The old man went to check the printer and told me nothing had printed. So I went back to the computer and clicked print again. Same thing. Printer not working. So, I went back a third time and clicked print, and this time one of the three concert tickets printed. I explained to him that I needed those other two tickets. I was trying to have patience with the old man, because clearly this was not his profession. He just took a volunteer job at the library to get him out of the house and away from his nagging wife. I get that. But, this was a library. A place where signing onto the Internet and printing documents was supposed to be easy. Not like opening up a brand new CD or curing herpes.
After a few more tries, he told me that the printer was just not working and that I should find another means of printing off whatever I needed. I nodded in agreement, but told him that in the event of my pages actually printing out later on in the afternoon, for him to shred them, or rip them up and toss them in the garbage. I didn’t want some library patron finding these concert tickets and having a free entrance pass to the greatest Christmas show on Earth!
Begrudged, but not ready to leave, I perused the “New Non-Fiction” shelf and found a few winners I had yet to read. “The Best of Me” by Nicholas Sparks, “The Heart of the Matter” by Emily Giffin, and “My Life is So Raven” by Raven Symone. I put all three hardcover books in my arms and walked downstairs to check them out.
I arrived at the front desk, books in one hand, library card in another, ready to get home and read what it exactly was like working on The Cosby Show. The woman behind the desk was new to me; a face I had never seen before.
“Hello, how may I help you?”
“Hi. I would just like to check out these books, please.”
“Most certainly. Library card?”
I handed her the card, and while she was scanning the books, I looked around for the elderly lady that helped me last year to say a quick hello, even though I doubt she’d remember little ole me.
The woman, let’s call her Doris for legal reasons, interrupted my gaze. “I’m sorry sir, but your card is inactive. You need to re-activate your account.”
“Oh, okay. Sure. No problem. Do I need to sign something, or…?”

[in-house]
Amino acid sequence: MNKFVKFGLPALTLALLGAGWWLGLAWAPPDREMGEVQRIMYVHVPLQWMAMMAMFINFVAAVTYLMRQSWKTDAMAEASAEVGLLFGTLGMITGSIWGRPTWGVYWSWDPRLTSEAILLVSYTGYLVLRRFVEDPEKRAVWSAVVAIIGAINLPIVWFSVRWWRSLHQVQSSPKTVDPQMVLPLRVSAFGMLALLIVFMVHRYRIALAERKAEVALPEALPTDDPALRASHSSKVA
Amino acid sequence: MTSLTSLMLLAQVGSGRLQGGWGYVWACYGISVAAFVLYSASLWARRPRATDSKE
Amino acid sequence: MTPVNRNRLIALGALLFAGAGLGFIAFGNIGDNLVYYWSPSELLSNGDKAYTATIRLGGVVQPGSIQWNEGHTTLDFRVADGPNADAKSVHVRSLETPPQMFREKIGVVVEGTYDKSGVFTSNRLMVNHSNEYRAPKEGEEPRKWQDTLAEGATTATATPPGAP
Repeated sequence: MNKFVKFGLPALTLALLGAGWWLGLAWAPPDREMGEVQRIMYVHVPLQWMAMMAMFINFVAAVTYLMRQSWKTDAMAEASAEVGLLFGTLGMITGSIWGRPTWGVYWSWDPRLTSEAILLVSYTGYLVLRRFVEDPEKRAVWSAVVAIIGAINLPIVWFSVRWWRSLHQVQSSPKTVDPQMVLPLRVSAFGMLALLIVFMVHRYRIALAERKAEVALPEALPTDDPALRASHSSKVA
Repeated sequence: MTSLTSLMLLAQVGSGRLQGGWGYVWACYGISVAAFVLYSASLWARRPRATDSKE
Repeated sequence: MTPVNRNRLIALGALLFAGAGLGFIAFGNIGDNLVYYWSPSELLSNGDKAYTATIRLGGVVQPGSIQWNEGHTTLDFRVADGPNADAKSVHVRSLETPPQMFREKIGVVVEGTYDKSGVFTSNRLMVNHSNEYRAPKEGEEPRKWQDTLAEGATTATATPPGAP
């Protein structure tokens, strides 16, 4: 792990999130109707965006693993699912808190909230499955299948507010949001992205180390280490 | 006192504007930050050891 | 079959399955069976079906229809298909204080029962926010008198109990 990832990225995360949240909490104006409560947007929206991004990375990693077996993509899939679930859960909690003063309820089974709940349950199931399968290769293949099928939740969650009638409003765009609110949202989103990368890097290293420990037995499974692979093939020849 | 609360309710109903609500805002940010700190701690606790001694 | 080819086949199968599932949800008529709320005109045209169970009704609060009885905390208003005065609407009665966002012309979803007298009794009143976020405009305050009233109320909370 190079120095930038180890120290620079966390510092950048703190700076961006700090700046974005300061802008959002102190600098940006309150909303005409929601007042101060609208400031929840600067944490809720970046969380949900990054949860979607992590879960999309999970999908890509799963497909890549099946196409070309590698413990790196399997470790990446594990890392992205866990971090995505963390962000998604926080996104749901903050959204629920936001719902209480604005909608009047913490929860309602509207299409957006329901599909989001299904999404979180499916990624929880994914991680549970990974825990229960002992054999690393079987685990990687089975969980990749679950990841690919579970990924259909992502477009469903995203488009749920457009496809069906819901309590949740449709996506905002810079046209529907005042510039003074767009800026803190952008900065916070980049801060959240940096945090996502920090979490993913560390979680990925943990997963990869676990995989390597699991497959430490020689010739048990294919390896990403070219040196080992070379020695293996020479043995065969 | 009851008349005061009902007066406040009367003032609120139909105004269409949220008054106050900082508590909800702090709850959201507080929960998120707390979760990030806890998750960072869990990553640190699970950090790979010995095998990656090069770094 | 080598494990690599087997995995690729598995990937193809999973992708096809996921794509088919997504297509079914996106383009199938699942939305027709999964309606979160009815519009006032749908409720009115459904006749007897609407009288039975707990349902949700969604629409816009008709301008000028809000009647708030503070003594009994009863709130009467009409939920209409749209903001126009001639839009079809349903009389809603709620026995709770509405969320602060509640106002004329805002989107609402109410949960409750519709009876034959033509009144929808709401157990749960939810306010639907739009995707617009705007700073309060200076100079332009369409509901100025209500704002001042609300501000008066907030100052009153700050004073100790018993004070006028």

“Well, I just need a photo I.D. and a proof of residency”.
<Insert over the top eye roll> Oh, brother.
“Well, I have my photo I.D. with me, it’s my Florida drivers license, but I don’t have anything on me that shows I am a Weehawken resident. But, I am!” I said, as I smiled my please-let-me-out-of-a-speeding-ticket-officer smile.
“I’m sorry, Mr. Lame, but I must have a paper that states you are a resident of Weehawken.”
I suddenly had déjà vu. It was coming through my earphones. Damn, Beyonce. I explained to her that I was not on my lease, nor did I have any bills in my name, but that my address was so-and-so, but she kept nodding her head.
“But, you must know I am a resident here, because I was given a library card already. You’re holding it in your hand. It just expired or something. The woman upstairs told me you guys were changing software programs. Perhaps this has something to do with it. I don’t know why my card would be inactive. I was just here a month ago.”
“I’m sorry, sir, but—“
“Is there another lady here? The older lady? She assigned me my card. She would remember me” I lied.
“No, she isn’t. Gayle has gone on to a better place.”
“Oh. Is she working at the library on 40th and 5th?”
“Um, no. She passed away, sir. But I doubt she would be any help.”
“Clearly. So, what you’re saying is that I need a paper with my address on it before I can check out these books?”
“That is what I am saying. I can hold them here for 24 hours until you prove that you live here.”
“Okay. I just find it a little ridiculous that I need to bring my papers here again. I live on Hudson Avenue, right above Monetti’s pizza place.”
“Monetti’s is not in Weehawken.”
“Yes, it is.”
“No, it’s not. Great pizza, though. Have you had the garlic knots?”
“Yes! They are delicious, aren’t they?”
“So so good. I like to dip them in the alfredo sauce and —“
“Okay, we are getting off topic. That place is in Weehawken. My mail is addressed in Weehawken. I know what I am talking about.”
“Ah, you get mail delivered to your house in Weehawken?” She said the town name like she was using invisible air quotes.
“Yes. I get mail delivered there.”
“Then bring me something to show it, and I will gladly let you check these books out. Thank you.”